A growing body of case law indicates courts will take the environmental impact of climate change into account in their decision making, Attorney General Robert McClelland told an audience in Townsville yesterday.
Irrespective of action we can take to improve our approach to disaster mitigation, there is a growing body of case law indicating that courts are willing to take the environmental impacts of climate change into account in their decision making around planning and other issues.
As Jacqueline Peel, Associate Professor at the Melbourne Law School, has explained: “Environmental groups have long used litigation to address environmental problems. Climate change is no different.”
Peel points to an increasing number of cases are coming before Victorian Civil and Administrative Tribunal – or VCAT - raising issues of adaptation to future climate change along the Victorian coast following the Gippsland Coastal Board case.
The Victorian Government subsequently developed policies on planning for coastal climate change and sea level rise.
Another area of the law where climate change is being considered by the courts is the area of wind farm applications.
In these cases the effects of climate change are being used as an argument to ensure something happens rather than to prevent something happening.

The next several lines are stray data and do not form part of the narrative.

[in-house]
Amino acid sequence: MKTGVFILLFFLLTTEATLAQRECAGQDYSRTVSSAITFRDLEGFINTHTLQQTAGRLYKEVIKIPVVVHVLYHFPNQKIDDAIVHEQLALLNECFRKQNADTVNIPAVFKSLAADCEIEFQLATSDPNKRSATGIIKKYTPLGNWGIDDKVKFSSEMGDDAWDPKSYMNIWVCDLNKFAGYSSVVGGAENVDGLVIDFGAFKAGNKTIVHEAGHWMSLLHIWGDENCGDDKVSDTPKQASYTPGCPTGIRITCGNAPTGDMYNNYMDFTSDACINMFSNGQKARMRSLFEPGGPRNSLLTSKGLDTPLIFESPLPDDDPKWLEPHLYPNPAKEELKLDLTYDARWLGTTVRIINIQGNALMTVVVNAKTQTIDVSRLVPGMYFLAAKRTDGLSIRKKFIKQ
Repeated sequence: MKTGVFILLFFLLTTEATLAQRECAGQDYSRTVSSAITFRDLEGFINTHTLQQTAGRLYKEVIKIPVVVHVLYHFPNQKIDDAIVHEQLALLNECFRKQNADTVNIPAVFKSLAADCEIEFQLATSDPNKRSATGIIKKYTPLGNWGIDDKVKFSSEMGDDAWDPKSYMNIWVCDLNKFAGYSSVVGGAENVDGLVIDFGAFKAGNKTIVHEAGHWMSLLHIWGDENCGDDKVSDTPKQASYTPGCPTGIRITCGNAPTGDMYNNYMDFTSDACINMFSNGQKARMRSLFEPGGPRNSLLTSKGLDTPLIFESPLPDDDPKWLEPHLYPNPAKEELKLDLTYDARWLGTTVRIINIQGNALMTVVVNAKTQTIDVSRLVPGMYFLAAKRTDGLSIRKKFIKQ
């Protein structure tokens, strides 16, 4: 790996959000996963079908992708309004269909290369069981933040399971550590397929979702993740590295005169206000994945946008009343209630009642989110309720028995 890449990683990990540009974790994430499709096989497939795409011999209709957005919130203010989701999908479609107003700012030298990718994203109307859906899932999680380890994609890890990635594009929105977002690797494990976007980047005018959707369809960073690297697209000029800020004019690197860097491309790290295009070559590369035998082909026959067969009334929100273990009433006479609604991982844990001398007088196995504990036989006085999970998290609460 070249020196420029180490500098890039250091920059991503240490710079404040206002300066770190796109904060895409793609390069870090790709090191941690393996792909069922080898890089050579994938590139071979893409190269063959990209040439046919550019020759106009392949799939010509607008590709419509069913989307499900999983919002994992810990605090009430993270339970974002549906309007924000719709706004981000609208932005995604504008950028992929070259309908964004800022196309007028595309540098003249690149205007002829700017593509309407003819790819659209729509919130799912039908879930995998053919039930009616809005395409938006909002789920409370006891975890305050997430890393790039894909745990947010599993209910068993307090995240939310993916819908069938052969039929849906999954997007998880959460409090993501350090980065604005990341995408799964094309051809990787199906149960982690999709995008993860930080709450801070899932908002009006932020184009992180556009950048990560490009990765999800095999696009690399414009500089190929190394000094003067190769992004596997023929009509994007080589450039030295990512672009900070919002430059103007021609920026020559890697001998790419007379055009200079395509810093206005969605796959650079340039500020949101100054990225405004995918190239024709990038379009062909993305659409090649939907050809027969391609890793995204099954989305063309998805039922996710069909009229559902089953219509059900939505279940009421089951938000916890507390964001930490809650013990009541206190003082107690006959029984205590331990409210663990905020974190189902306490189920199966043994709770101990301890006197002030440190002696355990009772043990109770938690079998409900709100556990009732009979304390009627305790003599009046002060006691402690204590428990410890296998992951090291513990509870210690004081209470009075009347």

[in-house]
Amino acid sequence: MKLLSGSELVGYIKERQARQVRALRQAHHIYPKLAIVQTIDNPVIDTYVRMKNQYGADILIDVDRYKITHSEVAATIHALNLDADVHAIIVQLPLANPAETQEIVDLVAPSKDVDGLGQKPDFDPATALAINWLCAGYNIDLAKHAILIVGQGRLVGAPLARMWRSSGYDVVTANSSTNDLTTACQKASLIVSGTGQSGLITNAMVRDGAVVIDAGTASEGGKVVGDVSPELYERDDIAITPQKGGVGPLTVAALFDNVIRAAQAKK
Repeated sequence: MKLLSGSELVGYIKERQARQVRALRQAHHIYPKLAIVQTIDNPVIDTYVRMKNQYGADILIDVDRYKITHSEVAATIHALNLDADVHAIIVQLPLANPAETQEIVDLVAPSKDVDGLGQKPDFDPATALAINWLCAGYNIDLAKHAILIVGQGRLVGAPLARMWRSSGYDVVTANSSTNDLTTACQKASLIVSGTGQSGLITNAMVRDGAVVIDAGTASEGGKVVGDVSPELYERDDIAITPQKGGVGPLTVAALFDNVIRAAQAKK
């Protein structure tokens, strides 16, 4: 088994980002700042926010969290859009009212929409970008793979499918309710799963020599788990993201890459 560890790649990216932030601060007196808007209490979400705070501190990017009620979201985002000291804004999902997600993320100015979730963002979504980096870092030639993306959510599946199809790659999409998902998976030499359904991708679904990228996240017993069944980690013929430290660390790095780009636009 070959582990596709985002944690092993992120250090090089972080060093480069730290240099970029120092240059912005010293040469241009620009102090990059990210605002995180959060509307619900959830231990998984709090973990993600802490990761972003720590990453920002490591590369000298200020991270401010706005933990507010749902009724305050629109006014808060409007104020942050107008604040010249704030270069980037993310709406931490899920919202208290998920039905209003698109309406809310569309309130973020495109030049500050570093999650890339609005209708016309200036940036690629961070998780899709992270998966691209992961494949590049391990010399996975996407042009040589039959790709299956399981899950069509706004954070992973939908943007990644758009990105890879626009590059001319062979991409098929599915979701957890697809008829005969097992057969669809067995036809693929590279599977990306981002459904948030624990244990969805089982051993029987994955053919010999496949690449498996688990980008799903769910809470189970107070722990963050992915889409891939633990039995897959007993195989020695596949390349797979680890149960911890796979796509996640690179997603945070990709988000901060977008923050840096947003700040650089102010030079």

This is in contrast to wind farm applications being regularly challenged by local community groups who oppose the development on the grounds of amenity and health concerns.
One example is the NSW Land and Environment Courts decision in Taralga Landscape Guardians Inc v Minister for Planning (2007). In that case the judge allowed the development to proceed because of the broader public good associated with “reducing the cumulative and long-term effects caused by anthropogenic climate change”.
Water extraction rights are also being legally challenged on grounds related to the possible effect of climate change. In Paul v Goulburn Murray Water Corporation & Ors, heard by the VCAT, a landowner challenged the right of two licensees who were permitted to extract groundwater on the applicant’s properties.
The Tribunal heard evidence about the effect that climate change may have on the hydrology of the area, in particular the Ovens River and whether this uncertainly should lead to the application of the precautionary principle.
In the end Member Potts determined that the allocations were sustainable under the range of climate change scenarios presented by the experts.
These cases have focussed on what Peel has termed as ‘five common features’ of climate change law in Australia.
They are: First, establishing a causal link between certain actions (e.g. mining) and the production of substantial greenhouse gas emissions.
For example, in the Anzvil Hill Case, Justice Pain of the NSW Land and Environment Court considered that “there is a sufficiently proximate link between the mining of a very substantial reserve of thermal coal in NSW, the only purpose of which is for use as fuel in power stations, and the emission of GHG which contribute to climate change/global warming.”
Second, the indirect and cumulative impacts of climate change.
Third, the role of environmental sustainable development principles.
Fourth, the scientific proof of climate change.
And finally, a continuing role for the courts.
Clearly there is a case for Governments at all levels to acknowledge these developments with a view to taking a nationally consistent approach to these issues.
This is an edited extract of the speech given by the Attorney General at the Mayo Lecture, held at James Cook University in Townsville on 6 October 2011.
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